Shi San Shi: The Thirteen Powers by Sam Masich
in presenting and learning the Shi San Shi
inherent difficulties in presenting any kind of holistic concept. It is
often difficult to see the forest for the trees. Frequently Tai Chi players
become so engrossed in the practice of a single energy, drill or skill,
as to miss the contextual relevance of their exploration. Contemporary
players often limit their focus to a few drills, usually a solo barehand
routine or two, a few basic push hands drills, fixed step freestyle push
hands and perhaps Tai Chi straightsword. Limiting the training syllabus
in this way leads to erroneous conceptions of the art and makes difficult
the thorough integration of the Shi San Shi. One factor in this
problem is lack of information and instruction, though often, even when
excellent instructors make themselves available, students do not work
hard enough or think hard enough on the problems of Tai Chi. This leads
to an amplification of habits and preferences developed around practitioners’
personal advantages and/or limitations. In push hands for example, taller
persons frequently develop skills based on out-ranging or ‘distancing’
practice partners, while strong, short individuals often tend to bulldog
their way through situations. Smaller or weaker practitioners on the other
hand can develop evasive, ‘slippery’ styles. By default, strong
people generally develop forceful strategies and the naturally quick use
speed. Tai Chi players who build their practice around advantage, limitation,
or preference rarely experience much of what the art really has to offer
and skill development frequently occurs in ways that are contrary, divergent,
or at best, parallel to the central nature of the original study.
I strongly suggest reading this material several times and in several ways. Study it first as a conceptual whole. Later consider individual topics for reflection through practice. Explore it also in random sequence, working to construct the connections between elements which seem to relate. Working this way will assist the process which leads toward the ‘one feel’, the unification of the Thirteen Powers that a master Tai Chi practitioner embodies.
are the Shi San Shi?
“Be serious in the practice of Peng, Lü,
‘Shi San’ simply means ‘thirteen’. This is an auspicious number in Chinese culture particularly as it is the sum of eight and five. These numbers are related to the Ba Gua (Eight Trigrams) and the Wu Xing (Five Phases) which have functioned as conceptual cornerstones in the Chinese view of cosmology for millenia. Having provided the structural underpinning for many important theoretical models, the Ba Gua and Wu Xing haved served to assist in the organization of abstract concepts in such disparate fields of knowledge as medicine, religion, philosophy, visual arts, music, and the martial arts. In Taijiquan the Ba Gua and Wu Xing are related to the Ba Men (Eight Gates. aka. Ba Jin Eight Energies) and the Wu Bu (Five Steps) which refer to the naturally occuring strengths of the arms and legs respectively.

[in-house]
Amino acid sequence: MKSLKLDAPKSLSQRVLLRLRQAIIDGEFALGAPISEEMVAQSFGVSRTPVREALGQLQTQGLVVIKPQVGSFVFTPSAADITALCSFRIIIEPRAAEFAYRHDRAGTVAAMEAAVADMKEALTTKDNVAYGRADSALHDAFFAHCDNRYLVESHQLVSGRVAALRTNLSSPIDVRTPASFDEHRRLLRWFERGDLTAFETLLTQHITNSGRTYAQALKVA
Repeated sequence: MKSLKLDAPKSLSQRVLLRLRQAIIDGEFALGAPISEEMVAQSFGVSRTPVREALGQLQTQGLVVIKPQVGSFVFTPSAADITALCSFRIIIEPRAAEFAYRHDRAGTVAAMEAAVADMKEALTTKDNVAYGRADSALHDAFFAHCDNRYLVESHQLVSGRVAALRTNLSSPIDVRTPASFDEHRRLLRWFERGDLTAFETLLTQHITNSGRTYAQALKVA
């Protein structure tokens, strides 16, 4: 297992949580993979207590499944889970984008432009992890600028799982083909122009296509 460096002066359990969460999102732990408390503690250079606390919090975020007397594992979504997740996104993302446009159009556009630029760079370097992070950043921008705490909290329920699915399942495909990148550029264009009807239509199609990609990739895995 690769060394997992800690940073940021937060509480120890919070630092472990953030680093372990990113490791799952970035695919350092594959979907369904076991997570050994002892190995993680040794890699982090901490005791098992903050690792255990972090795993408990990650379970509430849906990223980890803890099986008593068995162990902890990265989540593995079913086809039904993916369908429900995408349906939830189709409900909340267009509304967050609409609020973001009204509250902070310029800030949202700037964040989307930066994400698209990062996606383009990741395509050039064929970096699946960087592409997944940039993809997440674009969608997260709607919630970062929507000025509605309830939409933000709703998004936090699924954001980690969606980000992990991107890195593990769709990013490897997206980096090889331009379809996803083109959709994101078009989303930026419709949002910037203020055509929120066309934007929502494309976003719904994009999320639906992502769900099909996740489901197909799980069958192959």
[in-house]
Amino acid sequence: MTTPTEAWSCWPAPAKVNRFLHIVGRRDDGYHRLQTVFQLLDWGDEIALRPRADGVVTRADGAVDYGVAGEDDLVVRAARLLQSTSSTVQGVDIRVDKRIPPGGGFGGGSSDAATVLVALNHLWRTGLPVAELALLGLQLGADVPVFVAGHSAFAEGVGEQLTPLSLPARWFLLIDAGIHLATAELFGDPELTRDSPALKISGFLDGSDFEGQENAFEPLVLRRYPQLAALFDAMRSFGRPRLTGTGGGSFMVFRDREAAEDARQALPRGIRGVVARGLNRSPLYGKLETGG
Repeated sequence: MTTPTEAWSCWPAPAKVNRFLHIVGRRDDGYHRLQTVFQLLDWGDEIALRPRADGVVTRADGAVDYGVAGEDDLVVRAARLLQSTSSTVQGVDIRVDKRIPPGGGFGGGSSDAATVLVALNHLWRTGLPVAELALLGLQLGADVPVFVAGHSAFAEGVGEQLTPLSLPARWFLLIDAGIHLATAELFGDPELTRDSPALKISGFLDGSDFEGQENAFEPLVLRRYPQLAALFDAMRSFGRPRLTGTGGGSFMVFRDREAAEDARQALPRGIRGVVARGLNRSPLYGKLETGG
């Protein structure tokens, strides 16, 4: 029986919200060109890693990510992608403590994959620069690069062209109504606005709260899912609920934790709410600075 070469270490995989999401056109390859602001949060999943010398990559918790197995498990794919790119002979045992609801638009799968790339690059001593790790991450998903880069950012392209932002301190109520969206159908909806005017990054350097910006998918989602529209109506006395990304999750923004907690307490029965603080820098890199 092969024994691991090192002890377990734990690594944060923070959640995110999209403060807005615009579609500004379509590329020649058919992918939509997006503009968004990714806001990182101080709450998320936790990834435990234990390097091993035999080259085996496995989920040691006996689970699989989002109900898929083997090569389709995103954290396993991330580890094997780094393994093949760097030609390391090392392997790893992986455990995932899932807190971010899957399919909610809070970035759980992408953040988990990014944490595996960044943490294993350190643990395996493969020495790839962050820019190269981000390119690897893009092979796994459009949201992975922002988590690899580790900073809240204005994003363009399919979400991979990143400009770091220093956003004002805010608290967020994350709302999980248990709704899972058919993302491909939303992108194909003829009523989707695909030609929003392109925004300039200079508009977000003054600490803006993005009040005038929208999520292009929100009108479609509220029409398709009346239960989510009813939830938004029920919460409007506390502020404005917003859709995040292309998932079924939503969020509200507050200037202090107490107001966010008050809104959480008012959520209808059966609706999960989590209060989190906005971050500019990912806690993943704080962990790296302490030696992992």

‘Shi’, generally anglicized as ‘postures’ (as in ‘the Thirteen Postures’), is a more difficult term to adequately translate. The Chinese character is comprised of yi (agriculture) over li (power, strength or force). This refers to the kind of strengths and forces employed in farmwork, lifting, hoeing, plucking, pulling, tying, squatting and so on. Shi also means ‘influence’ as in, a physical force which influences circumstances. A closely related character, again containing the word ‘agriculture’, is yi which means skill, craftsmanship or art. This yi is used in many terms refering to the use of specialized skills including, wuyi (martial skill), and Liu Yi (the classical Six Arts: rites, music, archery, charioteering, calligraphy, mathmatics). Thus the Shi are the powers, forces and strengths inherently developed in the aquisition of a skill. They are the elements of deft craftsmanship in an art and the kinetic potency which accompanies the ‘knack’. A way to think about ‘farming strength’ in terms of martial arts is to consider the old time boxer who goes home to the farm at harvest time in preparation for an upcoming bout. Tossing and stacking huge bales of hay, he trains his muscles for the endurance, strength and large heaving swinging actions of his pugilistic goal.
Shi used in conjunction with the word zi (appearance). Zishi does actually mean ‘posture’ but this does not quite summarize the intended meaning for Tai Chi purposes. Another set of meanings for Shi however, includes ‘situation’, ‘state of affairs’ and ‘circumstance’. These notions of intrinsic condition guide inquiry toward the presence of the latent, innate potencies concealed within an object, structure, or action.
Taken together, these two notions of Shi, innate ‘strength’ and inner ‘state of affairs’, perfectly convey the sense of intention in Taijiquan’s use of this character. Taken literally Shi refers to the kinetic strengths and skills inherently developed while performing the tasks of a farmer. In the context of Taijiquan the reference is toward the strength, skill and potential for influence which reside inherently in the arms and legs for use in the kind of circumstances for which Taijiquan is practiced. This leans a little closer to the notion of ‘posture’ in the sense of; ‘the intrinsic powers and potentials which reside innately in the arm and leg structures (‘postures’), and which spontaneously occur in the context of the mid-range in hand combat’.
San Shi and the ‘mid-range’